A little bit of self-mocking from the Nazarenes. Reminds me a little of my Kiwi Wesleyan friends from cession who gave us a smokin' verison of Marvin Gaye's "Sexual Healing" at Lake Taupo one year - "When I get that feelin' I need Wesleyan healing.." Any chance of a video reprise guys?
Monday, April 28, 2008
Monday, April 21, 2008
I recently read one of Richard J. Mouw’s Stob lectures, "Seeking the Common Good," given at Calvin College in 2000, (He Shines in All That’s Fair: Culture and Common Grace. Grand Rapids: Eerdmans, 2001, pp. 75-88). The central question Mouw is asking is whether or not Calvinists should engage with wider society in seeking the common good of all, even when it is recognized that the “all” is not solely made up of God’s elect. He quite rightly challenges the attitude of some Calvinists in boycotting this sphere and argues persuasively for a full engagement with human culture. So far, so good. All very commendable. But the reason this is a problem at all for Mouw’s audience is that it is a very Calvinist one indeed. One's understanding of his argument hinges on understanding what Calvinists mean by “common grace.” Common grace is what makes it possible even for the non-elect to enjoy a cool glass of water on a hot day or sit under a shady tree. If we fall over and break our leg an ambulance will come along and take us to the hospital. God causes such rain to fall on the just and the unjust, on the elect and the non-elect. But for Calvinists this grace does not in any way contribute to a person’s salvation. Here is where “common grace” differs from “prevenient grace” as held, for example, in the Wesleyan tradition. Prevenient grace is God drawing all people to salvation (whether or not they ultimately come – the offer at least is genuine.) Common grace on the other hand is given to all but only the elect may be drawn to God. This is made explicit on page 82 when Mouw defines common grace as …”the teaching that God has a positive, though non-salvific, regard for those who are not elect…” This is exactly the difference between prevenient and common grace. The first has the aim of salvation, the second does not. It surprises me that Mouw quotes the Reformed theologian Herman Hoeksema without any attempt to defend his outrageous claim that “All of the non-elect…are the enemies of God, and God ‘hates His enemies and purposes to destroy them, except them he chose in Christ Jesus.'” (pp. 82-83) It’s certainly an understatement when Mouw follows this up with the admission that “this does not seem to comport well, however, with Christ’s command to love your enemies.”! It’s a good article and a timely word to Calvinists (and all Christians) of the need to engage culture. But it is marred by a view of God which hardly matches the God of love set forth in the Bible who is "not willing that any should perish but that all should come to repentance."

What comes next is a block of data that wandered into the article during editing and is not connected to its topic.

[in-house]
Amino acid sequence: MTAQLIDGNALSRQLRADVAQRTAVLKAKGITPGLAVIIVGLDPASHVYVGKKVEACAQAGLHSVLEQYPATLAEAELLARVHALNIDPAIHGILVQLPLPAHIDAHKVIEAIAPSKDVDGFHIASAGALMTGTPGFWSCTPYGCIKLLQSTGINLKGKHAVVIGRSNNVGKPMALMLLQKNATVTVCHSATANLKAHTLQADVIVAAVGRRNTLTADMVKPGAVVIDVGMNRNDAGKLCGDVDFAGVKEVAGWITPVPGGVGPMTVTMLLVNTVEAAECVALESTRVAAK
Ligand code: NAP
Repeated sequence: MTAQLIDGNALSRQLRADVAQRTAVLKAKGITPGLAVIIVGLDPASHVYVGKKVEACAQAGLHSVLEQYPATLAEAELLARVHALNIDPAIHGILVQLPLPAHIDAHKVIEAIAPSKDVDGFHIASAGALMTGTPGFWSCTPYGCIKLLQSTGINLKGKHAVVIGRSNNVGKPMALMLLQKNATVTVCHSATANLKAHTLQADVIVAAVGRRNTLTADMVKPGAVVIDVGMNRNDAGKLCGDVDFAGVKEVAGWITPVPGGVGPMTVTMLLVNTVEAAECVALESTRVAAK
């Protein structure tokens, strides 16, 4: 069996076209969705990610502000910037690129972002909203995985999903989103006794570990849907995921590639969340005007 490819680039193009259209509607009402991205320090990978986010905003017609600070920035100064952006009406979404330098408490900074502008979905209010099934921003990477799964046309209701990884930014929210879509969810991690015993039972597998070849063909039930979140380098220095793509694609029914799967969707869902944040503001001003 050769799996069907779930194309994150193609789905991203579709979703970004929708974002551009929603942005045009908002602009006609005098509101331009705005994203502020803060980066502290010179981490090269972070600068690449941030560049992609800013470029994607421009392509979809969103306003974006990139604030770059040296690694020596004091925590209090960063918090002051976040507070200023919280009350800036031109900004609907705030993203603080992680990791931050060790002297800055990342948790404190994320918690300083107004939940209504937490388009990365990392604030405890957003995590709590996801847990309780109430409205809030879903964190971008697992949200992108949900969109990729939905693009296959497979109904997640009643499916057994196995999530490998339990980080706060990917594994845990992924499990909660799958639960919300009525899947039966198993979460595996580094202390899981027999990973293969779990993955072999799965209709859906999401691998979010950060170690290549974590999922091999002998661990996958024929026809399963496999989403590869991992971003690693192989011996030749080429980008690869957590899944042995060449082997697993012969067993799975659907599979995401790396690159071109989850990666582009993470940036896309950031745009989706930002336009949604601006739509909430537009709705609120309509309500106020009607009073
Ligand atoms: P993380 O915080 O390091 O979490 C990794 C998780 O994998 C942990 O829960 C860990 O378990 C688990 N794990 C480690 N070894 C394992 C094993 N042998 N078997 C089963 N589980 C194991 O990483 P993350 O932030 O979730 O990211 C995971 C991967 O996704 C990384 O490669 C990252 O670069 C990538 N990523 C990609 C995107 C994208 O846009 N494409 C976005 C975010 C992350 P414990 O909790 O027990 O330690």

Some of my Tabor colleagues appeared on John Cleary's Sunday Night programme on ABC Radio a couple of weeks ago. You may like to have a listen to Wynand de Kock (Principal), John Capper (Dean) and Leanne Hill (student and Dean's PA) discussing Tabor, Kingsley and theological education in general.click here and have a listen.
John Capper, Dean of Tabor College.